Our manifesto is about maps, but it's not just about maps. We like maps and celebrate high-quality, aesthetically-pleasing, intellectually engaging and (yes) amusing maps. Our aim, however, is to do much more than express an appreciation for maps. We also want to challenge people to think deeply about space, construct maps that demonstrate an awareness of social contexts, and critique these very same maps. Thus, our manifesto focuses not on the specific techniques or technologies of map-making, but on the societies, spaces, and places that are being mapped, and from which maps emerge.
While we'll leave you to actually read the entire thing, as a bit of a teaser, here are the six key points that summarize our manifesto, and, ultimately, the last six years of FloatingSheep research that we've shared with you here on the blog.
#1a. Maps help us to understand the world.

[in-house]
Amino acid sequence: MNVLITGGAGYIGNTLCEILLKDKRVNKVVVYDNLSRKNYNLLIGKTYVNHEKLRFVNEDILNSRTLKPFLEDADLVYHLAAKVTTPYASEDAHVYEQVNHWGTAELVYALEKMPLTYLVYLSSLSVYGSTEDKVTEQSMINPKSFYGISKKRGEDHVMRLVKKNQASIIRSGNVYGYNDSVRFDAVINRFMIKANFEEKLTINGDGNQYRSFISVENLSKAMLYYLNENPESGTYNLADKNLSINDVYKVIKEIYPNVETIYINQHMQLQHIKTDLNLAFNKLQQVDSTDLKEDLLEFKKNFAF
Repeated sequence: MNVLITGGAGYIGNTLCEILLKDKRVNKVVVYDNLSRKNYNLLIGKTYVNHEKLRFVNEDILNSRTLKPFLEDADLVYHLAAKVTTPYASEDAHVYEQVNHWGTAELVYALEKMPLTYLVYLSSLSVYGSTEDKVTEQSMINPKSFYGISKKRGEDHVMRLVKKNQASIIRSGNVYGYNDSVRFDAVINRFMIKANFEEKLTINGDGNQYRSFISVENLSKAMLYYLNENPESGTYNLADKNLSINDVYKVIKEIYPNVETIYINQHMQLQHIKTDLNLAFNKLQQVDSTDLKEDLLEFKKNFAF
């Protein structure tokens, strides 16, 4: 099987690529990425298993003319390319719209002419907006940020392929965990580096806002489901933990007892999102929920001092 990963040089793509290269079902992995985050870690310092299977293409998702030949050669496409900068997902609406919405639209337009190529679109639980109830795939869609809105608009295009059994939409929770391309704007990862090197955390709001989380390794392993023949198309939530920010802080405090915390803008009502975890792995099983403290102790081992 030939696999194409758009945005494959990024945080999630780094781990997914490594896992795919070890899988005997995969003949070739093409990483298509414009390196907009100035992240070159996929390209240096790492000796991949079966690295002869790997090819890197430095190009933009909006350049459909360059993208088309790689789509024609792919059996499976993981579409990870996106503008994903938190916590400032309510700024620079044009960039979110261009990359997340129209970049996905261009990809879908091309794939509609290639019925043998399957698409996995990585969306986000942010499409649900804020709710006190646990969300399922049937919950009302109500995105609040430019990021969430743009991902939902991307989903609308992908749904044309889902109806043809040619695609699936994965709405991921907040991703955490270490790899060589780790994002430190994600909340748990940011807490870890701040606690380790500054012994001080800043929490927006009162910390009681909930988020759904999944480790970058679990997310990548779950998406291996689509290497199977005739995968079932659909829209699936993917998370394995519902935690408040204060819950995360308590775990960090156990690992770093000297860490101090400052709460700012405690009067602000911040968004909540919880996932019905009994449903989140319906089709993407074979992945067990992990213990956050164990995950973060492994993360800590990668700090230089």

#1b. But maps also produce the world as we know it.
#2a. All maps lie.
#2b. But lies are the source of maps' power.
#3a. Maps are now fundamentally different.
#3b. But maps are still fundamentally the same.
#4a. Pretty maps are better than ugly maps.
#4b. But ugly maps will do in a pinch.
#5a. Map or be mapped.
#5b. But not everything can (or should) be mapped.
#6a. Maps of the digital world are a reflection of the material world.Zook, Matthew, Taylor Shelton, Ate Poorthuis, Rich Donohue, Matthew Wilson, Mark Graham, and Monica Stephens. What Would a Floating Sheep Map? Lexington, KY: Oves Natantes Press, 2015. http://manifesto.floatingsheep.org.
#6b. But this reflection is imperfect and distorted.